If you've homeschooled for any length of time, you've probably heard of the idea of notebooking.  Then all the questions start.  How do you actually get started?  How do you cover every subject through notebooking?  How do you grade it?

Notebooking Pages Lifetime Membership Reviews
This post contains affiliate links.

If you're like me, you found, but maybe didn't know enough about the Lifetime Membership or Notebooking in general to make the plunge.  I'm here to tell you now, if you notebook in any capacity, it is worth it.  If you're wanting to shake things up and let your child's assessments be more student-driven, it is worth it.

What Is this Notebooking Thing? was created by homeschooling mother of ten, Debra Reed.  It was her effort to reduce boredom, frustration and busywork, and free up her children to learn in a way that would meet their learning needs better.  This website has great tutorials and tips for getting started with narration and notebooking, which is especially useful if you're new to either concept.  Oh, and of course it is FULL of notebooking pages of every variety.  She has them for every subject.  She has them with regular lines and primary lines, with all kinds of boarders and pictures.  She has them with no lines, but spaces for drawing instead.  She has some that are more like coloring pages.  She has it all.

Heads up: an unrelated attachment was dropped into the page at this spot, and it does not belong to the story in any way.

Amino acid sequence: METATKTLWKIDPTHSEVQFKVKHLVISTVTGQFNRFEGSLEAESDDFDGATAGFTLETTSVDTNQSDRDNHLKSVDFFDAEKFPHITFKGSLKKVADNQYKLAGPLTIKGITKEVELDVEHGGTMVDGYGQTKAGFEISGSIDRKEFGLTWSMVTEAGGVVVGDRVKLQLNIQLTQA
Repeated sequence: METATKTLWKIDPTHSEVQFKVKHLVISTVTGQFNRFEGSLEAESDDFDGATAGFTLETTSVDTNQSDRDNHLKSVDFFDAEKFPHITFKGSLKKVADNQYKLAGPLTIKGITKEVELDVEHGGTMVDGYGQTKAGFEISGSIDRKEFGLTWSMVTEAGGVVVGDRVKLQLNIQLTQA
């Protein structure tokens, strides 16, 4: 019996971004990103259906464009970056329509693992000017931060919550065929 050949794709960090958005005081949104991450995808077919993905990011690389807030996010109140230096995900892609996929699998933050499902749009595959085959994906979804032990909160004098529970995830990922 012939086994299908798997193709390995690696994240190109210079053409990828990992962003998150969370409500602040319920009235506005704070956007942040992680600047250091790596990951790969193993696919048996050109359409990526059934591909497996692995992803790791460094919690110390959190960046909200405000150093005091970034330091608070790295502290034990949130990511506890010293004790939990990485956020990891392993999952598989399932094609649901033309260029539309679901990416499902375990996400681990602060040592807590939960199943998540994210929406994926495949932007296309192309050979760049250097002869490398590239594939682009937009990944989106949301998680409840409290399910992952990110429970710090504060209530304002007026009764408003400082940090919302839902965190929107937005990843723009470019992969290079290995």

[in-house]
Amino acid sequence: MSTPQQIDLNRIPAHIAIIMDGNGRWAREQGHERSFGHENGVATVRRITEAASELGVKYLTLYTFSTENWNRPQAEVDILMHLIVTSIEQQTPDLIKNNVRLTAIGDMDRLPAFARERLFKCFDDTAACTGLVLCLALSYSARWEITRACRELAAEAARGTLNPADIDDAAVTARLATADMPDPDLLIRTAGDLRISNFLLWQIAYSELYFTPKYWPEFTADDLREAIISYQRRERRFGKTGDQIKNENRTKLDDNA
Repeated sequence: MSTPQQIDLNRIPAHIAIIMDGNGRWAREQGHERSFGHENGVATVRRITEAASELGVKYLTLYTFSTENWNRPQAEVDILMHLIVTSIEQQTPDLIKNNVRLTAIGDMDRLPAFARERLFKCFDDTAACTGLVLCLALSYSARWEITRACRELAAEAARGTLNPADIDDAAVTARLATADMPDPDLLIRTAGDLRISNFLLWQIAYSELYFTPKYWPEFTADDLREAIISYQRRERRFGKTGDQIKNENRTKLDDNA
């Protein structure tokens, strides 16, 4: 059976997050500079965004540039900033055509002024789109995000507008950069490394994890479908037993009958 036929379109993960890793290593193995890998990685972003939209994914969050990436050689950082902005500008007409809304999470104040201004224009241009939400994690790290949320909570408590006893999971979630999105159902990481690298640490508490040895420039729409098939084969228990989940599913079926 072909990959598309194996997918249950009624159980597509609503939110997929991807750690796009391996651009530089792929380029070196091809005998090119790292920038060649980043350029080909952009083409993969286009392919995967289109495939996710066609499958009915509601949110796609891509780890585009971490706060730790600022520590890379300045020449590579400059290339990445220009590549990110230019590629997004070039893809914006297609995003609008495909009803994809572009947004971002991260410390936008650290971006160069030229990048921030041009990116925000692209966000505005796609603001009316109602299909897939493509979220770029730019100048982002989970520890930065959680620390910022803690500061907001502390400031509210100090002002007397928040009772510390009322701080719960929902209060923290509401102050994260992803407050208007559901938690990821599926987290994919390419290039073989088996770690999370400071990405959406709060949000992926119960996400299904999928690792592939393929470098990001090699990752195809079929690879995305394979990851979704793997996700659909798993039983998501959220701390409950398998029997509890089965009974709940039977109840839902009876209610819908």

The major categories include:
Any Study
Famous People
Fine Arts
Lang. Arts

The Any Study pages are just general pages that can be used for anything.  If she doesn't have a specific topic you need, or you're in a hurry, grab one of these.  The rest of the categories are divided up into multiple subtopics, so there's quite a bit to explore.

How to Notebook
Oh, let me count the ways!  Really, there's no right or wrong way to use this resource.  You can use it as a supplement to any curriculum.  You can use it to replace standard worksheets within your curriculum.  You can use it instead of curriculum, as they would work well for interest-led learning or unschoolers who just want to pick a topic and see where it leads them.  Notebooking works wonderfully as a form of narration, so as a {relaxed} Charlotte Mason homeschooler, I've found a couple ways this works well for narration.  Young students can draw their narrations.  Older students can draw and do a copywork passage, or a short written narration if they are ready.  Parents can write out the child's narration for them for kids who can't write well yet.  It's really versatile.